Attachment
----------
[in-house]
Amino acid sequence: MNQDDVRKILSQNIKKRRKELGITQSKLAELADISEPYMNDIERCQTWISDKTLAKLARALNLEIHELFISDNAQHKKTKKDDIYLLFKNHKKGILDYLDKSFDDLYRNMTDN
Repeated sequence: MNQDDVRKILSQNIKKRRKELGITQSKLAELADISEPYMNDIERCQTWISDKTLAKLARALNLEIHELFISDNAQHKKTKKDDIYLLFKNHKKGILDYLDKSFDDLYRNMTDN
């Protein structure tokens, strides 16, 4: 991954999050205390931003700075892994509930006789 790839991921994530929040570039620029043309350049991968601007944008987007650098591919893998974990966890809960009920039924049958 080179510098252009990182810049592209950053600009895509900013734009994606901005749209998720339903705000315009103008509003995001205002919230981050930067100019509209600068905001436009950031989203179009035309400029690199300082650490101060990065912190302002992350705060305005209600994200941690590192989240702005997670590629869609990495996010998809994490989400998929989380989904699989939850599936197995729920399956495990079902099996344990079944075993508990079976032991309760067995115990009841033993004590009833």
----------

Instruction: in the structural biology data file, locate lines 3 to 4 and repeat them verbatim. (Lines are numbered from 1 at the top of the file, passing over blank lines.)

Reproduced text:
Repeated sequence: MNQDDVRKILSQNIKKRRKELGITQSKLAELADISEPYMNDIERCQTWISDKTLAKLARALNLEIHELFISDNAQHKKTKKDDIYLLFKNHKKGILDYLDKSFDDLYRNMTDN
């Protein structure tokens, strides 16, 4: 991954999050205390931003700075892994509930006789 790839991921994530929040570039620029043309350049991968601007944008987007650098591919893998974990966890809960009920039924049958 080179510098252009990182810049592209950053600009895509900013734009994606901005749209998720339903705000315009103008509003995001205002919230981050930067100019509209600068905001436009950031989203179009035309400029690199300082650490101060990065912190302002992350705060305005209600994200941690590192989240702005997670590629869609990495996010998809994490989400998929989380989904699989939850599936197995729920399956495990079902099996344990079944075993508990079976032991309760067995115990009841033993004590009833």